Q. I plan to retire on Dec. 31. I have 2,396 hours of sick leave and understand that any unused hours leave will be used to increase my annuity. I want to find out how many hours I can use before the end of the year without affecting the maximum number of hours that will be used to increase my annuity.
A. I can’t tell you how many hours you can use. What I can tell you is that annuities are based on all years and full months of service. Any days that exceed a full month will be added to your unused hours of sick leave and create additional months that will be used to increase your annuity. This is done by dividing the number of hours in a work year — 2,087 — by 360, which, to equalize monthly payments, is based on 12 30-day months. Therefore, for retirement purposes, a day equals 5.797+hours and a month is roughly 174 hours long.
Your sick leave amounts to 13 months with 134 hours left over that will not count towards anything. Divide by 8 and that gives you 16.75 working days of SL. Although you “are not allowed” to use up your sick leave without being sick, you can schedule doctors/dentists etc appointments for some of those days. Also leave a cushion of about 3 days in case, so if you “get the flu” you won’t lose a whole month if the calculations are off. I retired in June and was calculating to get enough time to finish out a month so I would have 22 years.
If you stay until 62 does your sick leave time get the 10% bonus ?
FERS employees who retire when they are at least 62 years old and have at lest 20 years of service will have their annuity computed using the enhanced 1.1 percent formula that includes both their actual service and any unused sick leave
I was CSRS Offset and 71, I don’t think it does for CSRS but not sure of FERS.
There is a CSRS/FERS Sick Leave Conversion Chart you can use that will easily tell you the number of years/months/days your sick leave equates too. Remember that you only earn sick and annual leave in a pay period you work your full 80 hours. Since December 31, 2019 is on a Tuesday, it is likely that most will not earn leave for that pay period. You also need to know the amount of time you have worked as a civilian with the Federal Government (information not provided), also if you have any Military Service Time (information not provided), as they all get added together to determine your annuity. You will need to break each one out into Years, Months, Days and add them together. One month equals 30 days. Any days left over do not count towards your annuity.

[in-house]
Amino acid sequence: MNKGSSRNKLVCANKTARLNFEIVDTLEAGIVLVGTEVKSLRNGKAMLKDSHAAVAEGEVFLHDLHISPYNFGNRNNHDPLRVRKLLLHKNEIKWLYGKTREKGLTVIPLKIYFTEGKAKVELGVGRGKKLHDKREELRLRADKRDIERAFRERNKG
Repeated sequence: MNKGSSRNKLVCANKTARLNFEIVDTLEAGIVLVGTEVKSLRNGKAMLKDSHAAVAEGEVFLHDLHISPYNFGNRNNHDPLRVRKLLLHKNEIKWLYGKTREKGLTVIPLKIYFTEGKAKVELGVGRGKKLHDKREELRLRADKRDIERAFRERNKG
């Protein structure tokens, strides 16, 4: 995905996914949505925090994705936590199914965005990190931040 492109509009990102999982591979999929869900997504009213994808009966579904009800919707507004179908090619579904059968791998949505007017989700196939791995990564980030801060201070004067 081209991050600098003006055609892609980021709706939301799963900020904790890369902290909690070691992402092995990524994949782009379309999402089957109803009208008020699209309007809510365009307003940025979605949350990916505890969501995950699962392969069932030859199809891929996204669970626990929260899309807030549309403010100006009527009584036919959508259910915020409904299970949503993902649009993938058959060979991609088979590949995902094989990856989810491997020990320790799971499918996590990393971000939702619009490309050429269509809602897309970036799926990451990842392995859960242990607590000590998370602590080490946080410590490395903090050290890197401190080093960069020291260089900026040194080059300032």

Thanks for your clear and concise explanation.
But you also need to determine if you have a partial month that you have worked as such is included in your total creditable time of service. In other words, if you have worked 80 hours of the final month in which you retire, then that gets added to the partial (less than 174 hours) sick leave hours to determine if the sum of the two equate to a full month.
Well said. Thanks for your input.
Go to this calculator and it will tell you exactly how much sick leave you can use
I plan to retire this year when I hit 70 years old. At that time I will have 19 years 9 months and 2 days of service… and 5 months of sick leave on the books. Will I receive a 1% retirement or 1.1% retirement factor?
Your annuity will be computed using the 1% multiplier. You’d have to have 20 years of actual service for the 1.1 multiplier to be used. Unused sick leave can’t be added to your actual service to meet that requirement.
Is this also applies to CSRS Offset, using 1.1$ multiplier for 20 yrs. of service?
I had thought since I already qualified for a retirement (age 62 / over 5 year service) that the basic requirement had been met. …And that the unused sick time would be used in the annuity calculation.
While unused sick leave won’t be used in determining your years and full months of service, once you have enough actual service to qualify for an immediate annuity they will be included when determining the amount of your annuity.
I suggest that you read the last section of this article which starts with “The Multiplier Effect” which covers this question specifically. The URL is: https://www.govexec.com/pay-benefits/2018/02/retiring-sooner-you-expected/146011/
Also use your retirement estimator on the GRB Platform to estimate your retirement using the less than 20 years of federal service and then making up the difference with unused sick leave. According to the article, and also using the FERS Retirement Estimate Report, it appears you can get the 1.1 percent factor because you already met the eligibility retirement by being 60 years old and having 5 years of service. I am running this up through my HR people now for verification. Please read the article.
The 1.1 percent multiplier is only used when a FERS employee retires at age 62 or later and has at least 20 years of service.